I’ve gone the past week without internet as I was relocating into my new southern home and lifestyle, and taking regular dips in the public pool became more important than calling Time Warner to schedule an appointment. Alas, we have caved and are returning to “normalcy”, but in the mean time all I have been reading are Durham new-resident-guides and one phenomenal collection of essays that may not overtly seem connected to sexuality, but certainly harps on an interpersonal quality that is rarely fully understood, and often qualified as a specifically feminine trait.
Leslie Jamison’s The Empathy Exams, explores the nuance of empathy and how it shapes all of our human interactions. Told through her real life experience as a medical actor, and her own personal interactions with doctors and loved ones, Jamison’s words give body to difficult emotional experiences and impossible to articulate human relationships.
Empathy isn’t just remembering to say ‘that must be really hard’-it’s figuring out how to bring difficulty into the light so it can be seen at all. Empathy isn’t just listening, it’s asking the questions whose answers need to be listened to. Empathy requires inquiry as much as imagination. Empathy requires knowing you know nothing. Empathy means acknowledging a horizon of context that extends perpetually beyond what you can see: an old woman’s gonorrhea is connected to her guilt is connected to her marriage is connected to her children is connected to the days when she was a child. All this is connected to her domestically stifled mother, in turn, and to her parents’ unbroken marriage; maybe everything traces its roots to her very first period, how it shamed and thrilled her.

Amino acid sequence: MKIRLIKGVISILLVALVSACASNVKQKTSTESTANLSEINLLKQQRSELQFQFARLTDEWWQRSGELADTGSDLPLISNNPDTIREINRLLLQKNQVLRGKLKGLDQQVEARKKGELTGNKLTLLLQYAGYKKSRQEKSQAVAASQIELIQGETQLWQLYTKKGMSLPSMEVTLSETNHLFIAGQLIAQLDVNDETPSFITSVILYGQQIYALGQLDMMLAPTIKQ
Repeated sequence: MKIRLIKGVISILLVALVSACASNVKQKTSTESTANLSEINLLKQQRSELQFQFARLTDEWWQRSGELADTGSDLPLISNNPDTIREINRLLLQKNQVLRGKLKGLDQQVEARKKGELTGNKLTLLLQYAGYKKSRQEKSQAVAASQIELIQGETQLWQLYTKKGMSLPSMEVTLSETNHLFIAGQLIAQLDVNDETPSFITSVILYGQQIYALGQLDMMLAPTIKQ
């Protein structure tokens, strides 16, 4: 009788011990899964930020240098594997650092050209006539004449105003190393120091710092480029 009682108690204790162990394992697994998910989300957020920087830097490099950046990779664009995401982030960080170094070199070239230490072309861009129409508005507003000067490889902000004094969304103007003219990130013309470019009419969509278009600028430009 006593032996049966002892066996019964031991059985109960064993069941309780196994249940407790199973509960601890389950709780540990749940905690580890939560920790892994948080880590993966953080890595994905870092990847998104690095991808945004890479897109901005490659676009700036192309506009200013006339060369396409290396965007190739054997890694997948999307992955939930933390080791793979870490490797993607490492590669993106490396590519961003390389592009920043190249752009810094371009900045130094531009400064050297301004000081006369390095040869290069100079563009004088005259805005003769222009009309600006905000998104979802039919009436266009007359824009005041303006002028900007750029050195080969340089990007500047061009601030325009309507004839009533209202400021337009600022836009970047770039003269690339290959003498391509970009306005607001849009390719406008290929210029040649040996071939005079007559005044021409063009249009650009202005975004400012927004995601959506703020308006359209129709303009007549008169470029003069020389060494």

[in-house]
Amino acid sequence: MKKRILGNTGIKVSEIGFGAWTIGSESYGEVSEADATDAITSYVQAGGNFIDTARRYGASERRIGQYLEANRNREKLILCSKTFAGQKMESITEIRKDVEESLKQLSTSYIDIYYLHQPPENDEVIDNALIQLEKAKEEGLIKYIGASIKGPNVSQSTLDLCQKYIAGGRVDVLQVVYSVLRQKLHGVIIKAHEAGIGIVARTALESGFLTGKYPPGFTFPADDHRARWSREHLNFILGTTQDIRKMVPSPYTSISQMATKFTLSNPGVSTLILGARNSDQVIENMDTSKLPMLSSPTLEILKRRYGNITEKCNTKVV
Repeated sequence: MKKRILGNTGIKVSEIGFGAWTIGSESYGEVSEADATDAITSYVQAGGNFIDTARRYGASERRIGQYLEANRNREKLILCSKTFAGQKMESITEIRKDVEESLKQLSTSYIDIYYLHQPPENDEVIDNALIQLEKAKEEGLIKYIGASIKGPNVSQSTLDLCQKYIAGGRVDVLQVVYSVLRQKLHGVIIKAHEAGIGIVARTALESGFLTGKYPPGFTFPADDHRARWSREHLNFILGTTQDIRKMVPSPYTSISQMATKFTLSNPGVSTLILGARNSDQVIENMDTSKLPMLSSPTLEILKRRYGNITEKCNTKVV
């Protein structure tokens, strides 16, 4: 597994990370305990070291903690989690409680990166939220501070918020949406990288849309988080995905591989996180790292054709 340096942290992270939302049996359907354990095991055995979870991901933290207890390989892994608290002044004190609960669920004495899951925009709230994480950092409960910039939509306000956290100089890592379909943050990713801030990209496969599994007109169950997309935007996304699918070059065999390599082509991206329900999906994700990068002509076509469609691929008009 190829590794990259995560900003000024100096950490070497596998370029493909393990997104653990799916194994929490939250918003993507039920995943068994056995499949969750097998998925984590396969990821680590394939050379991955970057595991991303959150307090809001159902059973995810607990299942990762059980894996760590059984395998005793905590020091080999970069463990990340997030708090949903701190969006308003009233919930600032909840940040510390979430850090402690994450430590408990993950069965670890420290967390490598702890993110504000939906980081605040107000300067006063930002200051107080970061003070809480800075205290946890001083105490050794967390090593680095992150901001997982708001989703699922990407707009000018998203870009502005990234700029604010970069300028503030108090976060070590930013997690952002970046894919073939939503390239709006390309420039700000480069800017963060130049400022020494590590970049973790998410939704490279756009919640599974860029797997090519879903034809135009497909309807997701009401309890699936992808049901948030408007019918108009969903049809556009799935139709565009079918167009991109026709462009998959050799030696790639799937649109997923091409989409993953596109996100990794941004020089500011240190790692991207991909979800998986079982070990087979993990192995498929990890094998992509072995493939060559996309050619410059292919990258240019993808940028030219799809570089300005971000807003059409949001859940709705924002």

-Caterina Gironda, Southern Editor